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pictures Earth Hour

WWF hopes this public support will convince governments across the world to agree to take effective action to tackle climate change, when they meet at the UN Climate Summit in Copenhagen in December.

Dr Richard Dixon, director of WWF Scotland, said: “WWF’s Earth Hour promises to be the biggest show of support ever for action on climate change.

“By signing up to switch their lights off, millions of people will be showing world leaders that they care about tackling climate change.

“This is a simple way for people to show their support for strong action on climate change.”

What does WWF stand for?
WWF originally stood for “World Wildlife Fund”. However, in 1986, WWF had come to realize that its name no longer reflected the scope of its activities, and changed its name to “World Wide Fund For Nature”. The United States and Canada, however, retained the old name.
The resulting confusion caused by the name change in 1986, together with its translation into more than 15 languages, led the WWF Network in 2001 to agree on using the original acronym as its one, global name – the acronym that it had always been known by since its inception way back in 1961: “WWF”.
What is WWF’s mission?
WWF’s mission is to stop the degradation of the planet’s natural environment and to build a future in which humans live in harmony with nature, by: conserving the world’s biological diversityensuring that the use of renewable natural resources is sustainablepromotin g the reduction of pollution and wasteful consumption.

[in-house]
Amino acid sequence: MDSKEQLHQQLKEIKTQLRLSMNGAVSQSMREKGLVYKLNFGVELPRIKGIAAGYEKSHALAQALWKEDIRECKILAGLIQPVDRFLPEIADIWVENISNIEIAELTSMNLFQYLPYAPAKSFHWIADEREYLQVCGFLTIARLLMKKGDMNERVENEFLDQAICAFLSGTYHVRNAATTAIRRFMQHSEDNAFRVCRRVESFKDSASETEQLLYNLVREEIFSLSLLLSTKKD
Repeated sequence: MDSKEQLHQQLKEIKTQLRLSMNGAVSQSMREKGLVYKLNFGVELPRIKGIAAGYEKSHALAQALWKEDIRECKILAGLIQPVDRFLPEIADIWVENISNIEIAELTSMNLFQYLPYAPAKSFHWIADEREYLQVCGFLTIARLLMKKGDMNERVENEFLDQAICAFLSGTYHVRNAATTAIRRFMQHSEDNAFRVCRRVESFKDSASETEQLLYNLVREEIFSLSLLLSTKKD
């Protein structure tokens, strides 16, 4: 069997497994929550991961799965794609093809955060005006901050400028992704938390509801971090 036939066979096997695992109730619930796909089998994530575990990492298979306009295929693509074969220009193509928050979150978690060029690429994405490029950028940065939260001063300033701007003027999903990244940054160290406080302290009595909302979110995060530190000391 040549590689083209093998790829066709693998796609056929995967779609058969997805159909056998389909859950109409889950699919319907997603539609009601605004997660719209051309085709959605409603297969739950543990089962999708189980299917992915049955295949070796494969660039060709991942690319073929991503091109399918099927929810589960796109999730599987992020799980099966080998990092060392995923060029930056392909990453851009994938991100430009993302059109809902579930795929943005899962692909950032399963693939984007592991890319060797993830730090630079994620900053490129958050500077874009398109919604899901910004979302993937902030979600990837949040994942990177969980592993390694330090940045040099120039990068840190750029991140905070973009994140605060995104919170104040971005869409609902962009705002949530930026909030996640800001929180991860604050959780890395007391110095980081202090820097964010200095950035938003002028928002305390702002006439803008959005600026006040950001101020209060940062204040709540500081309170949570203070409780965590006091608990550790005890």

In pictures: Earth Hour

Skyline of Sydney, Australia

More than 3,400 cities worldwide are taking part in Earth Hour, turning off their lights for one hour at 2030 local time in protest against climate change.

New Zealand parliament building, Wellington

New Zealand was one of the first countries to take part, with government buildings switching off all but the most essential lighting.

Concert in Auckland Civic Square, New Zealand - photo Earth Hour

In Auckland, the country’s biggest city, revellers turned the event into a celebration with a candlelit concert.

Candles in Fiji - Photo Earth Hour

People in Fiji marked the 60 minutes of Earth Hour with candles.

Sydney's Luna Park

Large parts of Sydney, Australia, home to the first Earth Hour two years ago, went dark.

Melbourne skyline - Photo Earth Hour

Campaigners aim to create a huge wave of public pressure to force a new climate change treaty. Melbourne was one of hundreds of Australian municipalities taking part.

Bird's Nest stadium, Beijing - photo Earth Hour

The normally glittering Bird’s Nest stadium in Beijing looked distinctly grey.

Bank of China, HSBC building and others in Hong Kong

Hong Kong’s financial district was plunged into near darkness.

Parliament lit as usual (left) and an unlit Parliament during Earth Hour

And in London, the Houses of Parliament, as well as the London Eye, Canary Wharf, the Gherkin and the BT Tower, switched their lights off.

An Indonesian family sits near candles as lights are turned off during a candlelight vigil marking Earth Hour at the main business district in Jakarta, Indonesia.


March 30, 2009 - Posted by | Uncategorized

1 Comment »

  1. . . . [There are too many people being brainwashed by group think and not enough independent thinkers in this world. It is a reverse Darwinism.

    The ONLY reason that I would ever turn out all my lights is to show concern for change regarding light pollution, or when camping and have a campfire going.] . . .


    Comment by bikerbernie | March 30, 2009 | Reply

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